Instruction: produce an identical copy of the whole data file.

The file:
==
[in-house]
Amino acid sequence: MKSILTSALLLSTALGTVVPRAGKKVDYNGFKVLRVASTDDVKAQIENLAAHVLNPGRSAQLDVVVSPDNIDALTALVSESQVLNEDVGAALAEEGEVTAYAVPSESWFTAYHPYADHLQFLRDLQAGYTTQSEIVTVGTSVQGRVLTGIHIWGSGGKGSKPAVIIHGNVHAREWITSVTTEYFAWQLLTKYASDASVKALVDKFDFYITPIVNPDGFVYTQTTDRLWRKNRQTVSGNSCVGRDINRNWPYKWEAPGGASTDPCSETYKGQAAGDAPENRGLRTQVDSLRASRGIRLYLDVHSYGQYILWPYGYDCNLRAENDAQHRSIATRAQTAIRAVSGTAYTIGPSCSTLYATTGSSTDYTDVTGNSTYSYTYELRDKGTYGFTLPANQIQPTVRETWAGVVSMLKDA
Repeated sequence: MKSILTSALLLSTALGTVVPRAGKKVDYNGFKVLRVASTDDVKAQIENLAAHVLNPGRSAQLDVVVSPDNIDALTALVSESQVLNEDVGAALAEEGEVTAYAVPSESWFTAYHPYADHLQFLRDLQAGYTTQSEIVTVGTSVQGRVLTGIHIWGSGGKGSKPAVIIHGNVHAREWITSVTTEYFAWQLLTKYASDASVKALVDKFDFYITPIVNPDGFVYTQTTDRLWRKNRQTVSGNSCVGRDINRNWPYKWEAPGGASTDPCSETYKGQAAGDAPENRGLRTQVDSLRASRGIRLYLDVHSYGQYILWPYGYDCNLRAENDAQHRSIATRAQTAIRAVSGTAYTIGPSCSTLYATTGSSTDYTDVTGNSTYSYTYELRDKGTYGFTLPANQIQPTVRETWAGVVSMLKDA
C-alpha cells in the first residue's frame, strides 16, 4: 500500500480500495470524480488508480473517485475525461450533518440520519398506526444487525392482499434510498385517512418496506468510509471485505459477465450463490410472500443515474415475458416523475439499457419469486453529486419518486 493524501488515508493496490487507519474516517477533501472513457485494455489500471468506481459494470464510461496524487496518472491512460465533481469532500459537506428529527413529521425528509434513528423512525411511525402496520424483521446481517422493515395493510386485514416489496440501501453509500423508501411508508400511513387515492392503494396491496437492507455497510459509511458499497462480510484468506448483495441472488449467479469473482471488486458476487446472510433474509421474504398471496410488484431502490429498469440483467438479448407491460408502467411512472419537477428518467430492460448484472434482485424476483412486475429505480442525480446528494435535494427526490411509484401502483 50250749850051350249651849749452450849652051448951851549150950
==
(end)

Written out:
[in-house]
Amino acid sequence: MKSILTSALLLSTALGTVVPRAGKKVDYNGFKVLRVASTDDVKAQIENLAAHVLNPGRSAQLDVVVSPDNIDALTALVSESQVLNEDVGAALAEEGEVTAYAVPSESWFTAYHPYADHLQFLRDLQAGYTTQSEIVTVGTSVQGRVLTGIHIWGSGGKGSKPAVIIHGNVHAREWITSVTTEYFAWQLLTKYASDASVKALVDKFDFYITPIVNPDGFVYTQTTDRLWRKNRQTVSGNSCVGRDINRNWPYKWEAPGGASTDPCSETYKGQAAGDAPENRGLRTQVDSLRASRGIRLYLDVHSYGQYILWPYGYDCNLRAENDAQHRSIATRAQTAIRAVSGTAYTIGPSCSTLYATTGSSTDYTDVTGNSTYSYTYELRDKGTYGFTLPANQIQPTVRETWAGVVSMLKDA
Repeated sequence: MKSILTSALLLSTALGTVVPRAGKKVDYNGFKVLRVASTDDVKAQIENLAAHVLNPGRSAQLDVVVSPDNIDALTALVSESQVLNEDVGAALAEEGEVTAYAVPSESWFTAYHPYADHLQFLRDLQAGYTTQSEIVTVGTSVQGRVLTGIHIWGSGGKGSKPAVIIHGNVHAREWITSVTTEYFAWQLLTKYASDASVKALVDKFDFYITPIVNPDGFVYTQTTDRLWRKNRQTVSGNSCVGRDINRNWPYKWEAPGGASTDPCSETYKGQAAGDAPENRGLRTQVDSLRASRGIRLYLDVHSYGQYILWPYGYDCNLRAENDAQHRSIATRAQTAIRAVSGTAYTIGPSCSTLYATTGSSTDYTDVTGNSTYSYTYELRDKGTYGFTLPANQIQPTVRETWAGVVSMLKDA
C-alpha cells in the first residue's frame, strides 16, 4: 500500500480500495470524480488508480473517485475525461450533518440520519398506526444487525392482499434510498385517512418496506468510509471485505459477465450463490410472500443515474415475458416523475439499457419469486453529486419518486 493524501488515508493496490487507519474516517477533501472513457485494455489500471468506481459494470464510461496524487496518472491512460465533481469532500459537506428529527413529521425528509434513528423512525411511525402496520424483521446481517422493515395493510386485514416489496440501501453509500423508501411508508400511513387515492392503494396491496437492507455497510459509511458499497462480510484468506448483495441472488449467479469473482471488486458476487446472510433474509421474504398471496410488484431502490429498469440483467438479448407491460408502467411512472419537477428518467430492460448484472434482485424476483412486475429505480442525480446528494435535494427526490411509484401502483 50250749850051350249651849749452450849652051448951851549150950